Woke up this morning to the news that Iran practiced shooting missles, some of which could potentially be armed with nuclear warheads and aimed at Israel. Or other places within a thousand miles--take your pick. There was a frantic edge, a danger sign flashing, red lights going in the news report--World War III gasped with the comment we are not ready.
But through the discussion with Obama on the TODAY show on NBC, someone else mentioned that Iraq has had this capability for quite a while....
I am deeply concerned at the growing hyperbole of war. Again. The cynic in me truly believes much of this is being trotted out to keep the American people afraid, and to sway the election in November.
But I also have my head above the sand, and firmly believe that the current administration has so totally screwed things up that we will be decades undoing the damage done. Politically. Environmentally. Socially.
We have a lot of work ahead of us.
Part of that work includes being grounded--doing those things which give us life and feed our souls. If we forget to do those things, we will have no life to share.
And part of that, for me, is playing with water and dirt. Growing living things. But our yard is really quite tiny--maybe 15 by 20 feet, at the very most--you know, a city yard.
This is our yard, almost all of it, with our screen tent because we have no screen porch.
Last night, eating dinner in our little city backyard, I relished the smell of an Easter lily that has finally bloomed--Imagine! An Easter lily in mid-July!! Purple, pink, white with its incredible sex-parts all hung out and waving around. I love God's imagination.
Being from the west--I cannot describe the elation and wonder and awe I feel at seeing lilies growing in yards.... not exotica, but part of a common landscape.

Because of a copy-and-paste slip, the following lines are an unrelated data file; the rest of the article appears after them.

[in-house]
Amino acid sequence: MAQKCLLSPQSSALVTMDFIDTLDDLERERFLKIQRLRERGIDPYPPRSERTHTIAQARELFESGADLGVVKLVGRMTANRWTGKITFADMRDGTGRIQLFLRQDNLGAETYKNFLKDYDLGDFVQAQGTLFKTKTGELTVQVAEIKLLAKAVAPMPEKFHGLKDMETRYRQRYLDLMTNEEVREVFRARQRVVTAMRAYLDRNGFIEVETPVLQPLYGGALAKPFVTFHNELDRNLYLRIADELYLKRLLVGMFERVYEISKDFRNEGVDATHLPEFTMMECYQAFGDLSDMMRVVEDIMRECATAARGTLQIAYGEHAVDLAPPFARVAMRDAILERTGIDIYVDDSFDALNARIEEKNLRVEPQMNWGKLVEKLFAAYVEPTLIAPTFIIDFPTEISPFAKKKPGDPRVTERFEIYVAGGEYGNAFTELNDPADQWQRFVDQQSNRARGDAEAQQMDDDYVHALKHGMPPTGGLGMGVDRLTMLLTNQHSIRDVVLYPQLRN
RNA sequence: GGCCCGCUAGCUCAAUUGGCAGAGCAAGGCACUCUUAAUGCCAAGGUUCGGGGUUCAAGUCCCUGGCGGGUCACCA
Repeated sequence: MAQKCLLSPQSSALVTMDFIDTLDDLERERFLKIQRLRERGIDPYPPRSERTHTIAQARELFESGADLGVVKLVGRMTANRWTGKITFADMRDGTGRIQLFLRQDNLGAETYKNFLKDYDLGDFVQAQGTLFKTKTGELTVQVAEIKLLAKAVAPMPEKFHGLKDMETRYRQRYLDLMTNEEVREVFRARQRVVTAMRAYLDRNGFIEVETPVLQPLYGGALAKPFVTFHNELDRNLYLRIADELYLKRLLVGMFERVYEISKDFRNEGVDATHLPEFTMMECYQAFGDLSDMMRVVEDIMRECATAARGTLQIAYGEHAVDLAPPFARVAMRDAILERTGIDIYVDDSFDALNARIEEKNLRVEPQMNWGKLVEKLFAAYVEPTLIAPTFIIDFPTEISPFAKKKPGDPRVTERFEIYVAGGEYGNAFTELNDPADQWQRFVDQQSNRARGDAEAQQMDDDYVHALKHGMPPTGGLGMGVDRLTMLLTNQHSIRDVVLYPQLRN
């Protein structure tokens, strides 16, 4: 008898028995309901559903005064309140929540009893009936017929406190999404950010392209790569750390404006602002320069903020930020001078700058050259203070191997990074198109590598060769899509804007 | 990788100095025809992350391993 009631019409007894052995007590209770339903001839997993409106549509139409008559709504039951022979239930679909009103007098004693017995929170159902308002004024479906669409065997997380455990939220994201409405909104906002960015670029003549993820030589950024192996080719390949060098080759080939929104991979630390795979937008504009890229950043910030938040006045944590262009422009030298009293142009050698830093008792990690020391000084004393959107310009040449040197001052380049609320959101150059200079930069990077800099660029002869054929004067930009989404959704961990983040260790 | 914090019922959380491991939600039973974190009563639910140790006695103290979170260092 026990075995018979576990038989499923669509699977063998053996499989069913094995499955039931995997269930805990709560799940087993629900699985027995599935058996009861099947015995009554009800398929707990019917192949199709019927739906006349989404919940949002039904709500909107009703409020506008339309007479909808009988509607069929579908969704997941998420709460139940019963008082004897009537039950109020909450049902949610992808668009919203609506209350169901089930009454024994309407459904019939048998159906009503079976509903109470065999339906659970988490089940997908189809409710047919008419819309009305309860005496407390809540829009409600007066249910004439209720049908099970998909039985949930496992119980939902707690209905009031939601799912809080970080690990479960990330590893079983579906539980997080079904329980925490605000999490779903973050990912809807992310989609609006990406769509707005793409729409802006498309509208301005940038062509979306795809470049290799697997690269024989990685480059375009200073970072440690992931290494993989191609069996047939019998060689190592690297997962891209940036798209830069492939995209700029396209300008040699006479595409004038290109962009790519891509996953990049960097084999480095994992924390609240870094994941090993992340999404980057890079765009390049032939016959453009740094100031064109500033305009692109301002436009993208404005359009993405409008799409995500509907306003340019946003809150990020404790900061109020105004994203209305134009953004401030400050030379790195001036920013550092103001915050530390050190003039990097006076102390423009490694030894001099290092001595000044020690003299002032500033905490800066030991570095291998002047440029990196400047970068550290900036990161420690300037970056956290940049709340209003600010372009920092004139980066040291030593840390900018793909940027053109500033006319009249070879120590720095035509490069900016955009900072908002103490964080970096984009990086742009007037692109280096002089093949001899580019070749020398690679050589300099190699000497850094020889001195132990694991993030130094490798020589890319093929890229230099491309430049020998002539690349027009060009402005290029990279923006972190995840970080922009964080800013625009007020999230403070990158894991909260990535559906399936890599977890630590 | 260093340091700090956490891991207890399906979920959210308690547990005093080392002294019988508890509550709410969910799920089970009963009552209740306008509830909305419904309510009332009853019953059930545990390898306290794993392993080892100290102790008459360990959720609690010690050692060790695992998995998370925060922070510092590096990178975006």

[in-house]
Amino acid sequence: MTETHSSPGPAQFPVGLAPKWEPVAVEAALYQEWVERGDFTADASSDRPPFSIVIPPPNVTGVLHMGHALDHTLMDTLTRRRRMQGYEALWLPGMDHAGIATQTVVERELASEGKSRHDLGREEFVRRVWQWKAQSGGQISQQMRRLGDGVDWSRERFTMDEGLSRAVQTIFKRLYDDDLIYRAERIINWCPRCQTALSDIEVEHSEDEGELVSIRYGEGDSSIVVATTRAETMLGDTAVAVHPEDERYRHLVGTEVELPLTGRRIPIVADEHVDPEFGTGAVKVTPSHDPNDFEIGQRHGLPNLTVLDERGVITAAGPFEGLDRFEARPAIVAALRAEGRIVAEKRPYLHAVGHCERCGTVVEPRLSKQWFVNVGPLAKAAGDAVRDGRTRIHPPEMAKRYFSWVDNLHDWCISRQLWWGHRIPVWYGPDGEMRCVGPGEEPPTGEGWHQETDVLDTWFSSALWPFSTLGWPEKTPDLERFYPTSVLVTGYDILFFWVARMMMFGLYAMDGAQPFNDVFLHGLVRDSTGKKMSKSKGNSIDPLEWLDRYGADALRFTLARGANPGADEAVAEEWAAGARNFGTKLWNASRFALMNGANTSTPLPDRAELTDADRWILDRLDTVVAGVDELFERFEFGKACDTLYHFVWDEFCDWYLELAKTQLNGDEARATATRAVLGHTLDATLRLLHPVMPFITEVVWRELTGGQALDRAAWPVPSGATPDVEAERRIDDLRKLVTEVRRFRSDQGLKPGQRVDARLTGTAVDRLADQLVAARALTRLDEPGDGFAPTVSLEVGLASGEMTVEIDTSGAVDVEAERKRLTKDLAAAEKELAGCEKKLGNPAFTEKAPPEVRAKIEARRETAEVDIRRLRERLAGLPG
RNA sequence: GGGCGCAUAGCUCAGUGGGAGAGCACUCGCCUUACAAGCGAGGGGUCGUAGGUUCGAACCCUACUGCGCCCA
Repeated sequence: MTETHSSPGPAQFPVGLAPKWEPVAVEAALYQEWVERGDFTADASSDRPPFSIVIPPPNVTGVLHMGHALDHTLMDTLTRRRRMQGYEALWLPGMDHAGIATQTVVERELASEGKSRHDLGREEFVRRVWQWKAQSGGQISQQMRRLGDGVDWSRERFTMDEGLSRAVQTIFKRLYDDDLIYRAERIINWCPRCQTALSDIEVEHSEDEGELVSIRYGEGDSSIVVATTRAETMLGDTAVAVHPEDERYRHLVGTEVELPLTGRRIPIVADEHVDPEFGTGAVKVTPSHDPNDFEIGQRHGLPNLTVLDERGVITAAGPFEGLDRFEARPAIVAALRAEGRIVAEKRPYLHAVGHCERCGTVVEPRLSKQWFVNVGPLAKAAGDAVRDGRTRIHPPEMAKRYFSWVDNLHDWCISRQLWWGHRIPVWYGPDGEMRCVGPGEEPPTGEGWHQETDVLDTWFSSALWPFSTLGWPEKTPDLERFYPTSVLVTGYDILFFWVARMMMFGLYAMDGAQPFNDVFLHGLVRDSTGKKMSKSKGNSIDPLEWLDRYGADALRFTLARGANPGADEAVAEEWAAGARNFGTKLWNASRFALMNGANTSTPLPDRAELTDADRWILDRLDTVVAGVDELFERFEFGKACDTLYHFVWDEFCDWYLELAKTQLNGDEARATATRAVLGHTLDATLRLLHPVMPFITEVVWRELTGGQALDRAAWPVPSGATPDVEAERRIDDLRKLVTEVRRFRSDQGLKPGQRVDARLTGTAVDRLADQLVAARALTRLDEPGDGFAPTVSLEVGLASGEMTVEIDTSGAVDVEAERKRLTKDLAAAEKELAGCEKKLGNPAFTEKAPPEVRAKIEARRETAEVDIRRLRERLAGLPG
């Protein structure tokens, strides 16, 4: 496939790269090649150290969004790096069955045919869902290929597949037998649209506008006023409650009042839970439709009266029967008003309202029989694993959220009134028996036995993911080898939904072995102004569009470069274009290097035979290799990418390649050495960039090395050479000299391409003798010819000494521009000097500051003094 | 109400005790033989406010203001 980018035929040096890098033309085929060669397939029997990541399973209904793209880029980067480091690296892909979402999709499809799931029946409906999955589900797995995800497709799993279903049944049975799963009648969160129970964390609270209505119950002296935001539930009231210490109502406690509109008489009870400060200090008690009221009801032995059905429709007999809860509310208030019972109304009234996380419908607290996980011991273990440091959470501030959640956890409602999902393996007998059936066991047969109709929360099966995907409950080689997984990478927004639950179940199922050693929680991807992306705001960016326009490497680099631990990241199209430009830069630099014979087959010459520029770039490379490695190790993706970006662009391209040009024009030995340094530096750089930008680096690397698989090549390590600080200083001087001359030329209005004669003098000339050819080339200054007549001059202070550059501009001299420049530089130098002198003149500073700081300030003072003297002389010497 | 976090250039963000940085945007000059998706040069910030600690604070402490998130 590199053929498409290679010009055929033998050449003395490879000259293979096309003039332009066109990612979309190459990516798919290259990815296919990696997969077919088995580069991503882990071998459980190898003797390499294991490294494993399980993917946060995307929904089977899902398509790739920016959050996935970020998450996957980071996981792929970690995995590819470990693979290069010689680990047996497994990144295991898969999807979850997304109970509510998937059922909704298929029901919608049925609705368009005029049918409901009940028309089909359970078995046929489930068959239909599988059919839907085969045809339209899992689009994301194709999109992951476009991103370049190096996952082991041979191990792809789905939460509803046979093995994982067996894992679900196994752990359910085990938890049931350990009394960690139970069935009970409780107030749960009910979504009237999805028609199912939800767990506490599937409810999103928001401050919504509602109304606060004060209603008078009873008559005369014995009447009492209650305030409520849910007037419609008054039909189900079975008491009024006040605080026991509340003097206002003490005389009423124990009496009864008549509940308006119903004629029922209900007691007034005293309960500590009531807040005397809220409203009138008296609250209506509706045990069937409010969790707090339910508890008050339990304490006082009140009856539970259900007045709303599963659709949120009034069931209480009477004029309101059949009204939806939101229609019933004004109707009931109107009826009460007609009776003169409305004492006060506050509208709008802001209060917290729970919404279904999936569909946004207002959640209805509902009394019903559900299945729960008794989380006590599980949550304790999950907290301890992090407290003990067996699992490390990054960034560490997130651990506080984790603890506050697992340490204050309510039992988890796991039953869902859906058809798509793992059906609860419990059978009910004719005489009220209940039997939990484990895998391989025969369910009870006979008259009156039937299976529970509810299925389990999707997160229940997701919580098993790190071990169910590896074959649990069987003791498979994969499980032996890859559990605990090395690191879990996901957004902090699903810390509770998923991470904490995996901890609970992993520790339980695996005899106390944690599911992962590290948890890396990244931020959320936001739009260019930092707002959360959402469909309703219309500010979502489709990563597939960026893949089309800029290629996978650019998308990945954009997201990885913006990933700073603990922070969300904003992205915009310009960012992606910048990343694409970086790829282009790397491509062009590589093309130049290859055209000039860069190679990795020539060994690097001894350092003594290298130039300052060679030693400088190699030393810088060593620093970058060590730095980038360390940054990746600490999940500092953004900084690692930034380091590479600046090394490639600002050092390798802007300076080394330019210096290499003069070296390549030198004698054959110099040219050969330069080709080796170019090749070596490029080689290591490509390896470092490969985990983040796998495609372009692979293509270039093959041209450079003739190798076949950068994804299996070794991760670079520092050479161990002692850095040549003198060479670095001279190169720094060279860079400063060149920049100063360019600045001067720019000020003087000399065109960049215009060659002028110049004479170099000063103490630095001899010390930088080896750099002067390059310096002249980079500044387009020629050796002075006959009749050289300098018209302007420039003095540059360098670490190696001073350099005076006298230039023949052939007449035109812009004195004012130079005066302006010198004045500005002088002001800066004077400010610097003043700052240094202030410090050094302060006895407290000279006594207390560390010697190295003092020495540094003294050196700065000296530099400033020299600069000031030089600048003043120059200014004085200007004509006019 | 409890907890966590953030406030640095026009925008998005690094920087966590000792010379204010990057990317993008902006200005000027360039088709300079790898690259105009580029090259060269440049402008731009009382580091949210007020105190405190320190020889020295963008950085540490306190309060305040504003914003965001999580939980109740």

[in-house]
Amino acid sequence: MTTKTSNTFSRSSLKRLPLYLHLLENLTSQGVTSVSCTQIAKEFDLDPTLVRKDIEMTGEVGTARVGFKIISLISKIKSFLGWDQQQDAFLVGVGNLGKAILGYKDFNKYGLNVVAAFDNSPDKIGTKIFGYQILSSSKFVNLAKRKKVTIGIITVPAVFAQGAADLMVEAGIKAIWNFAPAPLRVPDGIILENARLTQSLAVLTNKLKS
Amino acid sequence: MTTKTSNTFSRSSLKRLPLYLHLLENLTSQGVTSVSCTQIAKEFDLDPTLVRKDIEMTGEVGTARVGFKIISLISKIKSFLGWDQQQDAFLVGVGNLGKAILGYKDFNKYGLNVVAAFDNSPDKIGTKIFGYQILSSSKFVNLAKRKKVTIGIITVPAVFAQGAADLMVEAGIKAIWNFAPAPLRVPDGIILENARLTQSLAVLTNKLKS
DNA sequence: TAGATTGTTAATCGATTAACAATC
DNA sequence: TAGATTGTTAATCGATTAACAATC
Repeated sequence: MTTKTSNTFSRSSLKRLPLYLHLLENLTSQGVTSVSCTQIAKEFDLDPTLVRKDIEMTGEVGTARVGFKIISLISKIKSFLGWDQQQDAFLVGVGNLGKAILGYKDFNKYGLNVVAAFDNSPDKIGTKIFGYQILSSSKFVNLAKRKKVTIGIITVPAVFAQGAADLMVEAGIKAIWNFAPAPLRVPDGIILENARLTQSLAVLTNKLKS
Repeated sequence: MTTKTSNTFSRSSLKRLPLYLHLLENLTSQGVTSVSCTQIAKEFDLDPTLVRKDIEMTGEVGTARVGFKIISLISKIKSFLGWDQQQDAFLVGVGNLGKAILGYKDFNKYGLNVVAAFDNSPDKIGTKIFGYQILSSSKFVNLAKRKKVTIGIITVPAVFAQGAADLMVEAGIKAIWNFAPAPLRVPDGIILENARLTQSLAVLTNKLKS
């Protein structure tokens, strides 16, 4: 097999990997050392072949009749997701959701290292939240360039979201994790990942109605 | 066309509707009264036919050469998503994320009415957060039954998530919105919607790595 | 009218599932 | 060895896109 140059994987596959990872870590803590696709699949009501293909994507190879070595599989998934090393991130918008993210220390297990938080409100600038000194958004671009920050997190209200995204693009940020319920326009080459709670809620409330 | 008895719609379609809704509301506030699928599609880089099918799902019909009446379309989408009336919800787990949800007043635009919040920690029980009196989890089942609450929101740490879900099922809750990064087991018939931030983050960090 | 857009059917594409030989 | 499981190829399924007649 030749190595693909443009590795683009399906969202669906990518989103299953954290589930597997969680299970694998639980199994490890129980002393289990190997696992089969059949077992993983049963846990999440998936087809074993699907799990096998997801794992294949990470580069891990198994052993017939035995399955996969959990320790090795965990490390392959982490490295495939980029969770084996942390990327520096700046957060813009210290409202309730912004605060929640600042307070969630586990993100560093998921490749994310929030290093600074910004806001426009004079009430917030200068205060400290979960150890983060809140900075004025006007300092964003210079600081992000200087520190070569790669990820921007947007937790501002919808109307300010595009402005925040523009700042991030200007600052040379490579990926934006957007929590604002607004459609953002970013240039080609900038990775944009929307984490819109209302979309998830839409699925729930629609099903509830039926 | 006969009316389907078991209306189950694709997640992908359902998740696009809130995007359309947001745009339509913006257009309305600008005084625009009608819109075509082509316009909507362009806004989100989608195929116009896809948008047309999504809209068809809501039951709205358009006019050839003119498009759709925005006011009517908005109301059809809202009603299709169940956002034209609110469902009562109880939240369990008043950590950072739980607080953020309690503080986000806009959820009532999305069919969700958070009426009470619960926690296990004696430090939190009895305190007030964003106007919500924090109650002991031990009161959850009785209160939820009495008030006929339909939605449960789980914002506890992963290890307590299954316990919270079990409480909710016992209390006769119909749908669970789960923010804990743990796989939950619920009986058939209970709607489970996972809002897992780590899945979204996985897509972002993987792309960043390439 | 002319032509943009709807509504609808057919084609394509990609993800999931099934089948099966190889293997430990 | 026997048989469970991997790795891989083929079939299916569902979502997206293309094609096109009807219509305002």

My first spring and summer in this house, I did not recognize all the plants and growing things. I did not know what to call them--they had no place in the catalog of my head. So I let everything grow--just grow to see what they were and what they did and what they asked of me, their caretaker.
One plant had huge plain leaves, gorgeous bright berries that stained my fingers blue. Joel called it ink-berry, and recalled childhood games of staining his skin--making tatoos, but that this plant grows wild and is nasty--that I should cut it down and out while I had the chance. I didn't listen. It was one of the few growing things.... you know what I mean? And I had nurtured this one plant --it must have been nine feet tall.
One afternoon, we had a Vestry get-together at our house, partners/spouses included. And a gentle man--who LOVES to garden (and has a garden to die for), opened the back door to go in to the backyard, and with the door only half opened, he turned around with this horrified look on his face. Margaret --he said, that's POKE WEED! You are growing a HUGE WEED in your backyard.
And so I was.
Well, this weed and I, which I have discovered is indeed a very agressive and messy plant, not one I would choose to live with--we have come to an agreement. It can grow all it wants to on the otherside of the fence, in the alley. I like the birds its clusters of berries attracts, the shape of its broad leaves, the wonder at its hollowish bamboo like stems. I do not like it over-shadowing all else. Because certainly, my July-blooming lily would not survive next to it.
But I have discovered that there is no room for it and all the other treasures which have found a home in my very small little yard.
And I know deep in the heart of this, there is a parable. Weeds. Missles. Lilies. It's all there.